by John Leo Algo
Pope Francis called on world leaders to raise their targets towards a net-zero emissions world during the UN Virtual Climate Ambition Summit on 12 December.
“The time has come for a change of course.
Let us not rob the new generations of hope in a better future,” he said.
Held on the fifth anniversary of the adoption of the Paris Agreement, the summit provided a platform for nations to declare stronger commitments, covering mitigation, adaptation, and climate finance.
In his address, Pope Francis pledged the undertaking of Vatican City to achieve net-zero emissions by 2050 through intensifying environmental management efforts. These include the rational and efficient use of water and energy, sustainable transportation, reforestation, and proper waste management.
Citing how COVID-19 and climate change both affect the poorest the most, he stated of the human responsibility to promote “a culture of care, which places human dignity and the common good at the center”.
Pope Francis also shared the initiatives of the Holy See, such as implementing ecological education in Catholic schools and universities and the Economy of Francesco, a global youth movement for more sustainable economic models. These aim to create new paths for development, which “favors a cultural model of development and sustainability focused on fraternity and an alliance between human beings and the environment”.
More than 70 heads of states and local government heads announced more ambitious targets to urgently limit global warming to 1.5 degrees Celsius above pre-industrial levels by 2030, per the Paris Agreement.
Prime Minister Boris Johnson of the United Kingdom announced the country’s plan to reduce its greenhouse gas (GHG) emissions by 68% by 2030. It aims to initiate a Green Industrial Revolution that would lead to further decarbonization of its economy and the creation of thousands of jobs. He further declared the goal for the UK to be the “Saudi Arabia” for wind power in the following decades.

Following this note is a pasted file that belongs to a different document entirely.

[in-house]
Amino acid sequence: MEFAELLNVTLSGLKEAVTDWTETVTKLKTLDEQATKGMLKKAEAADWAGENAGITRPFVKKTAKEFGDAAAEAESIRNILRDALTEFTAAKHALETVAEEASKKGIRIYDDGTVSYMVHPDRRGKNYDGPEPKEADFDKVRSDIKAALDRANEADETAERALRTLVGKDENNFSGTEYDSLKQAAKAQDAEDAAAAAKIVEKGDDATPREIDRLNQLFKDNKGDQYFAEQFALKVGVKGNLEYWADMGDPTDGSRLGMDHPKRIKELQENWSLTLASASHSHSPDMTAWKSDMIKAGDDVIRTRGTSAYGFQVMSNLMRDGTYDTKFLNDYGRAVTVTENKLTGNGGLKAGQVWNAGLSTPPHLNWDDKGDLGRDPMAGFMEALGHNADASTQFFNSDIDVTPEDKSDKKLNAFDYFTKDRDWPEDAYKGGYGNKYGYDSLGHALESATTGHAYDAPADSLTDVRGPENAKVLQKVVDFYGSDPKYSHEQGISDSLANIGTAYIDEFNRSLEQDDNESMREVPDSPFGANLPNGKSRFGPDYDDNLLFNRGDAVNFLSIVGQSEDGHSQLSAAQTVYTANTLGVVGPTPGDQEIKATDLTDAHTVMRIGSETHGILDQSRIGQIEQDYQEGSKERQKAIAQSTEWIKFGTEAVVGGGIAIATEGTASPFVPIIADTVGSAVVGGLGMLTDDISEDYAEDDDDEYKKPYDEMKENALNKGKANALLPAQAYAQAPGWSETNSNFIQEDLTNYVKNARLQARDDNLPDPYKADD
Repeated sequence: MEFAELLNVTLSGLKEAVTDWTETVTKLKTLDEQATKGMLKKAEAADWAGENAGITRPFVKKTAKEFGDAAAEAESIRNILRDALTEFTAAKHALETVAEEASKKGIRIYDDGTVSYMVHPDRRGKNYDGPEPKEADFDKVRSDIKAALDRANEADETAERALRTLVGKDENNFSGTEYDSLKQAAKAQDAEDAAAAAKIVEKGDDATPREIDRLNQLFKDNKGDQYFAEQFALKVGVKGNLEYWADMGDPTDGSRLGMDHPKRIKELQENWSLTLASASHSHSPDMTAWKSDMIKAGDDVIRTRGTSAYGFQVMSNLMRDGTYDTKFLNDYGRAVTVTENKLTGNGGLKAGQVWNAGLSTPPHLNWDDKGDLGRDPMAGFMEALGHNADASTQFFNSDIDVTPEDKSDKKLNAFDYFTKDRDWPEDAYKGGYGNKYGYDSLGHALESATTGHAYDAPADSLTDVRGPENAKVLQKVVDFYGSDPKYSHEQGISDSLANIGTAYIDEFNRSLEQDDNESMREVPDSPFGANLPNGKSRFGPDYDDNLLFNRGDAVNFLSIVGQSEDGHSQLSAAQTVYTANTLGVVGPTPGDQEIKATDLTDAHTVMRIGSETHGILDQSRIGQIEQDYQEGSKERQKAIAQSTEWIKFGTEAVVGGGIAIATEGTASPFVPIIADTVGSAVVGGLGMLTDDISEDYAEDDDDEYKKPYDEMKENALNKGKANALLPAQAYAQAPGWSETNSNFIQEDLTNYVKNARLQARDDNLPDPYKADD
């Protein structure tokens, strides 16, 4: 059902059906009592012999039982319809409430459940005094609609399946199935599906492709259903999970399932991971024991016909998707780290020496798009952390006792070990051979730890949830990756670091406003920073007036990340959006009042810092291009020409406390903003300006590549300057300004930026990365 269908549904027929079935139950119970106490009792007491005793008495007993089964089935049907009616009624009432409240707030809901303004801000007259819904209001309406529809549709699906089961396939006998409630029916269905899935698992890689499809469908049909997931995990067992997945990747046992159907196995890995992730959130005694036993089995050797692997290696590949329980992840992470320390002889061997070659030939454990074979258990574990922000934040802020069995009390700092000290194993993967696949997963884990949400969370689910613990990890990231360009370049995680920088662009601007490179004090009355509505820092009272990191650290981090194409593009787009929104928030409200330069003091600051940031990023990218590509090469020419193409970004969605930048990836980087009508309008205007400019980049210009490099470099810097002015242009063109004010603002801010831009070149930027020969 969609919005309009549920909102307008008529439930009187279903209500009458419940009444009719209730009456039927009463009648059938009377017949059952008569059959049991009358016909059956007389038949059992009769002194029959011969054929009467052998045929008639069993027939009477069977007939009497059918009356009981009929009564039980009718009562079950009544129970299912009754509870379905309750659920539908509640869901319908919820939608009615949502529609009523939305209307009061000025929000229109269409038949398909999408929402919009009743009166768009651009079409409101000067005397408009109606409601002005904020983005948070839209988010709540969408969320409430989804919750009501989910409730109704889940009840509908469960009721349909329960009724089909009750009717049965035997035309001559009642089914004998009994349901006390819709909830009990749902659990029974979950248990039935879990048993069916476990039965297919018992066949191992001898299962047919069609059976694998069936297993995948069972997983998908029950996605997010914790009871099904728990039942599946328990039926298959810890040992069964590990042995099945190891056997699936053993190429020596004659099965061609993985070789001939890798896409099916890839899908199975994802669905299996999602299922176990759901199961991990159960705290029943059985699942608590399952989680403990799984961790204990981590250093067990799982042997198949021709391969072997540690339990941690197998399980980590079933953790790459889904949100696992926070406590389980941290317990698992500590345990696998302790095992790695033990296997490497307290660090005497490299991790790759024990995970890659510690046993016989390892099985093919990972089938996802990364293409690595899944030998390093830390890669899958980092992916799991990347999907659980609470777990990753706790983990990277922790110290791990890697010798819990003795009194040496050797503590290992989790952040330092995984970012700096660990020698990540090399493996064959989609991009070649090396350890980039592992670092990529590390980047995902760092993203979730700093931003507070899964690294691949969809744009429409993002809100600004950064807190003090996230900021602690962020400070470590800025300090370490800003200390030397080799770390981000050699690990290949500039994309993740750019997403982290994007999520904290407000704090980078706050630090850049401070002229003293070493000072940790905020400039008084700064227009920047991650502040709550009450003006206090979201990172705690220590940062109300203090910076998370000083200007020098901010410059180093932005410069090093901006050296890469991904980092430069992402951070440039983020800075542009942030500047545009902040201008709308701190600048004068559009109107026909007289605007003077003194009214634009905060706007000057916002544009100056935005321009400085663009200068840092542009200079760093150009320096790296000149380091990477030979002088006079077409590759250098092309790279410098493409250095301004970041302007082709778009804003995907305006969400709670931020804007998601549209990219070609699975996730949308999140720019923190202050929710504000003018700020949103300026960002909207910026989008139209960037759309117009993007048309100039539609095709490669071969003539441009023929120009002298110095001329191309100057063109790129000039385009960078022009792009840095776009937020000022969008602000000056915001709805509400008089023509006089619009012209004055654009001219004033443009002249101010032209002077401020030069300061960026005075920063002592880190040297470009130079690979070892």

France, represented by President Emmanuel Macron, highlighted that 6 billion Euros were mobilized last year for climate finance, with 1.6 billion Euros directed towards climate adaptation. He pledged to reduce subsidies on fossil fuels and affirmed the European Union’s commitment to cut its emissions by 55% by 2030.
President Xi Jinping announced China’s goal of peaking emissions before 2030, when its goal of 65% reduction in carbon dioxide emissions per unit GDP is expected to be attained. The nation aims to increase its share of cleaner energy consumption to 25% and increase its forest stock volume by 6 billion cubic meters, on its way to achieving carbon neutrality before 2060.
The summit is an important event on the road to COP26 to be held in Glasgow next year, with an overarching focus on achieving a net-zero emissions world by 2050. Key themes include energy transition, transport, finance, nature-based solutions, and adaptation and resilience.
Notable high-emitting countries including the United States, Russia, Saudi Arabia, Brazil, and Australia did not speak during the summit due to a lack of higher ambition in their climate pledges. The Philippines also did not participate in the summit, as its government is racing to submit its first NDC before the end of 2020.